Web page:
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Chrisco v. Hayes

United States District Court, D. Colorado

November 13, 2017

CRAIG S. HAYES, Deputy, Boulder County Jail and Sheriff's Department, Defendant.


          Marcia S. Krieger, Chief United States District Judge.

         THIS MATTER comes before the Court on Plaintiff Luke Irvin Chrisco's Motion to Reconsider (#53) and Objection (#62) to the Magistrate Judge's July 20, 2017 Recommendation (#48) that the Defendant's Motion to Dismiss (#28) be granted. Also at issue is Mr. Chrisco's Motion to Stay (#58).


         The Court offers a brief summary of the Complaint's allegations here and elaborates as necessary in its analysis.

         Mr. Chrisco, who appears pro se, [1] is currently incarcerated at the Centennial Correctional Facility in Cañon City, Colorado.

         The Complaint alleges that Mr. Chrisco was detained at the Boulder County Jail after probation revocation proceedings were initiated against him. He filed a motion to dismiss the probation revocation proceedings, arguing that the State of Colorado's Sex Offender Intensive Supervised Probation program (“SOISP program”) was unconstitutional. When he filed his reply brief (“Reply Brief”) with the Boulder County District Court, he kept a personal copy of the it with the intent of using it in order to pursue an independent civil action against the State of Colorado to prohibit imposition of the SOISP program against him. Ultimately, Mr. Chrisco's probation was revoked.

         The day before the sentencing hearing on the probation violation, Mr. Chrisco was in the jail library, when Deputy Hayes[2] instructed him to leave. Deputy Hayes prevented Mr. Chrisco from picking up his paperwork, which included his Reply Brief. After Mr. Chrisco left, Deputy Hayes placed a different inmate in the law library, and purportedly destroyed the Reply Brief. When Mr. Chrisco discovered that he did not have the Reply Brief, he returned to the library to retrieve it, but it was no longer there. He attempted to obtain an additional copy of it from Boulder County District Court, but was unable to do so. He contends that without the Reply Brief, he was unable to file a civil action seeking to enjoin the SOISP program.


         Mr. Chrisco filed his Complaint (#1), and upon initial review, the Court dismissed) all claims against Defendants other than Deputy Hayes (#5). Two claims against Deputy Hayes remain. One asserts that Deputy Hayes violated Mr. Chrisco's rights under the Equal Protection Clause and the other that Deputy Hayes violated his rights under the Due Process Clause of the Fourteenth Amendment.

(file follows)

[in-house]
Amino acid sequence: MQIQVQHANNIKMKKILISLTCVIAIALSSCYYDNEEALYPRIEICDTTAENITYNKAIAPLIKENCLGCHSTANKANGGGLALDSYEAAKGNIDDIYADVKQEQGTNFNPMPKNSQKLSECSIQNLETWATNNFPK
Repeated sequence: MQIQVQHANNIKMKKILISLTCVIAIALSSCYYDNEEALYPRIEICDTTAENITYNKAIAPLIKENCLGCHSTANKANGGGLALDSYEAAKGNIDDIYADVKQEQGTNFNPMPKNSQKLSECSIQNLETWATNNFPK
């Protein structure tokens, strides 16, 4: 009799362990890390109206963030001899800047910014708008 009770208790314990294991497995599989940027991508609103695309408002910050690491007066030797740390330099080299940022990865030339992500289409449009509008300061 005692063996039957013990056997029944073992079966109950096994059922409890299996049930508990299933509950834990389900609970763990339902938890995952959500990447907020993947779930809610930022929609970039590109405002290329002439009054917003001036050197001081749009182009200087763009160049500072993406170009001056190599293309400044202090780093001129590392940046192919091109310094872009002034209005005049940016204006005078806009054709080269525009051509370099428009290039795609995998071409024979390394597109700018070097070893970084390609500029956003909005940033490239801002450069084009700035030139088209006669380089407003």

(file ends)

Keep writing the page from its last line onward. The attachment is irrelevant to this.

Asserting that he is entitled qualified immunity, Deputy Hayes filed a Motion to Dismiss (#28) Mr. Chrisco's remaining claims. The Court referred the Motion to the Magistrate Judge. The Magistrate Judge issued a Recommendation (#48) that the motion be granted. Specifically, the Magistrate Judge found that (1) the Complaint did not state a traditional equal protection claim because it failed to allege that Mr. Chrisco is a member of a protected class or that similarly situated individuals were treated more favorably; (2) the Complaint also failed to state a “class-of-one” equal protection claim because it did not identify other similarly situated individuals who were treated more favorably than Mr. Chrisco and its allegations were too conclusory to demonstrate that Deputy Hayes' actions were irrational, abusive, and wholly unrelated to any legitimate state activity; and (3) the Complaint failed to state a due process claim because Mr. Chrisco was not a pretrial detainee, Deputy Hayes' conduct was not sufficiently egregious so as to shock the conscience, and Mr. Chrisco had an alternate, adequate remedy under Colorado law. Finally, the Magistrate Judge sua sponte recommended that Mr. Chrisco not be granted leave to amend the Complaint.

         Mr. Chrisco filed a Motion to Reconsider (#53), in which he asked the Court to reconsider the recommendation that he not be granted leave to amend the Complaint. He then filed his Objection (#62) to the Recommendation. In the Objection, he does not challenge the Magistrate Judge's finding that the Complaint does not state a plausible, traditional equal protection claim or a substantive due process claim. Instead, he argues that the Complaint adequately pleads a class-of-one equal protection claim and asks for leave to amend the Complaint to correct the deficiencies in his due process claim.


         A. Standard of Review

         Pursuant to Federal Rule of Civil Procedure 72(b), the Court reviews the objected-to portions ...

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